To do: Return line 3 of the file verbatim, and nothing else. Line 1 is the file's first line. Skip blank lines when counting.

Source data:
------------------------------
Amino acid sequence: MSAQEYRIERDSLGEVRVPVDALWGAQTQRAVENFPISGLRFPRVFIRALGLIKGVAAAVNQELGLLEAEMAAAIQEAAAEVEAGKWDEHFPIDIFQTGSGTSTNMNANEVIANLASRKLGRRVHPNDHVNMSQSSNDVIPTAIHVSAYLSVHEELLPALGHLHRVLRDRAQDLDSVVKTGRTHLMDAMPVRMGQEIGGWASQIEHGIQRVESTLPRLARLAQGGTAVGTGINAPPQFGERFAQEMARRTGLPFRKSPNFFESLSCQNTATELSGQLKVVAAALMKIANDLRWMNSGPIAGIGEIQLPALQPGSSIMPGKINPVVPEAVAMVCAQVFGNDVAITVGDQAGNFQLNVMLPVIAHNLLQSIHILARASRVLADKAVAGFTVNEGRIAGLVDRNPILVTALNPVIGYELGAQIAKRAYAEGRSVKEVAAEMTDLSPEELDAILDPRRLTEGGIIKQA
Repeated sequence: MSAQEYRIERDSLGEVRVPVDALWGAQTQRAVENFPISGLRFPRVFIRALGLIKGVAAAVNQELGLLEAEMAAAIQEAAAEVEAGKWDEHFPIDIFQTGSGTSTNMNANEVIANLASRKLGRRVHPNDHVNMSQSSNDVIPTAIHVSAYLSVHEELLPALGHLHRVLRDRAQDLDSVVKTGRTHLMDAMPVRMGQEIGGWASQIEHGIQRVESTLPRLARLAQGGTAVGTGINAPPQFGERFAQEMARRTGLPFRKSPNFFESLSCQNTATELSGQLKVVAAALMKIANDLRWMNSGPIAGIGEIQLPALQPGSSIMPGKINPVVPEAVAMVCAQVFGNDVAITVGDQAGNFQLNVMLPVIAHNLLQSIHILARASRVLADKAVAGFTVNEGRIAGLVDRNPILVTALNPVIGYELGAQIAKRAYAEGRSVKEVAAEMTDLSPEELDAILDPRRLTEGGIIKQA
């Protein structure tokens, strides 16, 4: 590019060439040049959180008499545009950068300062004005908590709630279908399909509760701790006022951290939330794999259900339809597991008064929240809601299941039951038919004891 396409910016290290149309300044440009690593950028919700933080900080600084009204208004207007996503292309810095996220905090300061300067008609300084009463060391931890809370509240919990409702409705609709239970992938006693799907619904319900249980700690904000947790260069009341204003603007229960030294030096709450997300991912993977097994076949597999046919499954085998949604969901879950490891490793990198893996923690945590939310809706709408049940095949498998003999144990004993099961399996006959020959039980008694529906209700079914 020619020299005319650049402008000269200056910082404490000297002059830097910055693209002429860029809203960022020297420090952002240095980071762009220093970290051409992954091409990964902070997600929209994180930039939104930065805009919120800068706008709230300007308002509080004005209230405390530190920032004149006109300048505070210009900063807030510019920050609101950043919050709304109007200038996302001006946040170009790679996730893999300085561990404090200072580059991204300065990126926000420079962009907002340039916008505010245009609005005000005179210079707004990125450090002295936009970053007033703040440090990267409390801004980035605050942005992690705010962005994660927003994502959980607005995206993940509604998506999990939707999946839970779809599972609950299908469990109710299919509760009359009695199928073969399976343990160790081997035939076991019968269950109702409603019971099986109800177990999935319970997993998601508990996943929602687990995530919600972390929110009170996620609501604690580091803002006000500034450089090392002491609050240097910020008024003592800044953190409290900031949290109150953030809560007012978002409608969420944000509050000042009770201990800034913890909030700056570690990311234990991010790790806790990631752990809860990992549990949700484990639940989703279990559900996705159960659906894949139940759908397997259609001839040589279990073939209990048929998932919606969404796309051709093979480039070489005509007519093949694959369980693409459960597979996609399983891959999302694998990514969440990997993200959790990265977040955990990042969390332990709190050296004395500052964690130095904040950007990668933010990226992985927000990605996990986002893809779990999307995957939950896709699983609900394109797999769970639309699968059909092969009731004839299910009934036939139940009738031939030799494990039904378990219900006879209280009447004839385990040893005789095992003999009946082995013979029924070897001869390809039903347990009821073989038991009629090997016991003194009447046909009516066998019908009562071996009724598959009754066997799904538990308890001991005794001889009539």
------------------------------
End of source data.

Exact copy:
């Protein structure tokens, strides 16, 4: 590019060439040049959180008499545009950068300062004005908590709630279908399909509760701790006022951290939330794999259900339809597991008064929240809601299941039951038919004891 396409910016290290149309300044440009690593950028919700933080900080600084009204208004207007996503292309810095996220905090300061300067008609300084009463060391931890809370509240919990409702409705609709239970992938006693799907619904319900249980700690904000947790260069009341204003603007229960030294030096709450997300991912993977097994076949597999046919499954085998949604969901879950490891490793990198893996923690945590939310809706709408049940095949498998003999144990004993099961399996006959020959039980008694529906209700079914 020619020299005319650049402008000269200056910082404490000297002059830097910055693209002429860029809203960022020297420090952002240095980071762009220093970290051409992954091409990964902070997600929209994180930039939104930065805009919120800068706008709230300007308002509080004005209230405390530190920032004149006109300048505070210009900063807030510019920050609101950043919050709304109007200038996302001006946040170009790679996730893999300085561990404090200072580059991204300065990126926000420079962009907002340039916008505010245009609005005000005179210079707004990125450090002295936009970053007033703040440090990267409390801004980035605050942005992690705010962005994660927003994502959980607005995206993940509604998506999990939707999946839970779809599972609950299908469990109710299919509760009359009695199928073969399976343990160790081997035939076991019968269950109702409603019971099986109800177990999935319970997993998601508990996943929602687990995530919600972390929110009170996620609501604690580091803002006000500034450089090392002491609050240097910020008024003592800044953190409290900031949290109150953030809560007012978002409608969420944000509050000042009770201990800034913890909030700056570690990311234990991010790790806790990631752990809860990992549990949700484990639940989703279990559900996705159960659906894949139940759908397997259609001839040589279990073939209990048929998932919606969404796309051709093979480039070489005509007519093949694959369980693409459960597979996609399983891959999302694998990514969440990997993200959790990265977040955990990042969390332990709190050296004395500052964690130095904040950007990668933010990226992985927000990605996990986002893809779990999307995957939950896709699983609900394109797999769970639309699968059909092969009731004839299910009934036939139940009738031939030799494990039904378990219900006879209280009447004839385990040893005789095992003999009946082995013979029924070897001869390809039903347990009821073989038991009629090997016991003194009447046909009516066998019908009562071996009724598959009754066997799904538990308890001991005794001889009539």